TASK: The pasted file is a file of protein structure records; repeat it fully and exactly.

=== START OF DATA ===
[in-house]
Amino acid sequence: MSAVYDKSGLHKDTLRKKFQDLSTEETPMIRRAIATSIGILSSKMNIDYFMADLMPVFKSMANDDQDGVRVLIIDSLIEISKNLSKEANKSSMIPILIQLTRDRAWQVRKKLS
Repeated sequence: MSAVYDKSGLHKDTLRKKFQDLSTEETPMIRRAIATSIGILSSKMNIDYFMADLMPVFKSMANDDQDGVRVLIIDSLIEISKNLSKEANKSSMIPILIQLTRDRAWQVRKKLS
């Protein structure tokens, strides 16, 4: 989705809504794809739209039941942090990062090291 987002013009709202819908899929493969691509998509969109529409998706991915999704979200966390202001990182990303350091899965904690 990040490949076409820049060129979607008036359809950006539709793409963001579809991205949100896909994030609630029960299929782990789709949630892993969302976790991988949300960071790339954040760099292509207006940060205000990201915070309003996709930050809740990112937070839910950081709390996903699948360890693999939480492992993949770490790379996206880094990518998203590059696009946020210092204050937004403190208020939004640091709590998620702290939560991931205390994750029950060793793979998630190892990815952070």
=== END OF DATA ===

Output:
[in-house]
Amino acid sequence: MSAVYDKSGLHKDTLRKKFQDLSTEETPMIRRAIATSIGILSSKMNIDYFMADLMPVFKSMANDDQDGVRVLIIDSLIEISKNLSKEANKSSMIPILIQLTRDRAWQVRKKLS
Repeated sequence: MSAVYDKSGLHKDTLRKKFQDLSTEETPMIRRAIATSIGILSSKMNIDYFMADLMPVFKSMANDDQDGVRVLIIDSLIEISKNLSKEANKSSMIPILIQLTRDRAWQVRKKLS
């Protein structure tokens, strides 16, 4: 989705809504794809739209039941942090990062090291 987002013009709202819908899929493969691509998509969109529409998706991915999704979200966390202001990182990303350091899965904690 990040490949076409820049060129979607008036359809950006539709793409963001579809991205949100896909994030609630029960299929782990789709949630892993969302976790991988949300960071790339954040760099292509207006940060205000990201915070309003996709930050809740990112937070839910950081709390996903699948360890693999939480492992993949770490790379996206880094990518998203590059696009946020210092204050937004403190208020939004640091709590998620702290939560991931205390994750029950060793793979998630190892990815952070």